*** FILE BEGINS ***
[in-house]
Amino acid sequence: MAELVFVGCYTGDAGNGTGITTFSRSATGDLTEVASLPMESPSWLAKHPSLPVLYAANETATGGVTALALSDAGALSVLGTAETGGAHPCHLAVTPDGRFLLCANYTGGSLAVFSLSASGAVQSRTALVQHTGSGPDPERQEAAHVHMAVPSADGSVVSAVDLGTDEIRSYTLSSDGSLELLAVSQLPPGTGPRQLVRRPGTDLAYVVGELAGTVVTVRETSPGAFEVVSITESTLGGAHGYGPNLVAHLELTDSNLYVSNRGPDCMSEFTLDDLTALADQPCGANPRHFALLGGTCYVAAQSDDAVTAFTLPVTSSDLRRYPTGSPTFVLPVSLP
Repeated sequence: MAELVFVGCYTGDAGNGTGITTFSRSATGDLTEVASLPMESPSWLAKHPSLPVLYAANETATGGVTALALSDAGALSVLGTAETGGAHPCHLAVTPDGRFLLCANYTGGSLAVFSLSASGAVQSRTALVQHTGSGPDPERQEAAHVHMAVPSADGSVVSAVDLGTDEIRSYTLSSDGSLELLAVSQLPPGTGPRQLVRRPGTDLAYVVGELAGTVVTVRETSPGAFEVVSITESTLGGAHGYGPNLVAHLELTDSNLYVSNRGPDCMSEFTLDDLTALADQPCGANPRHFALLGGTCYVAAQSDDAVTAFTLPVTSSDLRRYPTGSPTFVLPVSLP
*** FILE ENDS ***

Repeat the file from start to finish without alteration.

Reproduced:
[in-house]
Amino acid sequence: MAELVFVGCYTGDAGNGTGITTFSRSATGDLTEVASLPMESPSWLAKHPSLPVLYAANETATGGVTALALSDAGALSVLGTAETGGAHPCHLAVTPDGRFLLCANYTGGSLAVFSLSASGAVQSRTALVQHTGSGPDPERQEAAHVHMAVPSADGSVVSAVDLGTDEIRSYTLSSDGSLELLAVSQLPPGTGPRQLVRRPGTDLAYVVGELAGTVVTVRETSPGAFEVVSITESTLGGAHGYGPNLVAHLELTDSNLYVSNRGPDCMSEFTLDDLTALADQPCGANPRHFALLGGTCYVAAQSDDAVTAFTLPVTSSDLRRYPTGSPTFVLPVSLP
Repeated sequence: MAELVFVGCYTGDAGNGTGITTFSRSATGDLTEVASLPMESPSWLAKHPSLPVLYAANETATGGVTALALSDAGALSVLGTAETGGAHPCHLAVTPDGRFLLCANYTGGSLAVFSLSASGAVQSRTALVQHTGSGPDPERQEAAHVHMAVPSADGSVVSAVDLGTDEIRSYTLSSDGSLELLAVSQLPPGTGPRQLVRRPGTDLAYVVGELAGTVVTVRETSPGAFEVVSITESTLGGAHGYGPNLVAHLELTDSNLYVSNRGPDCMSEFTLDDLTALADQPCGANPRHFALLGGTCYVAAQSDDAVTAFTLPVTSSDLRRYPTGSPTFVLPVSLP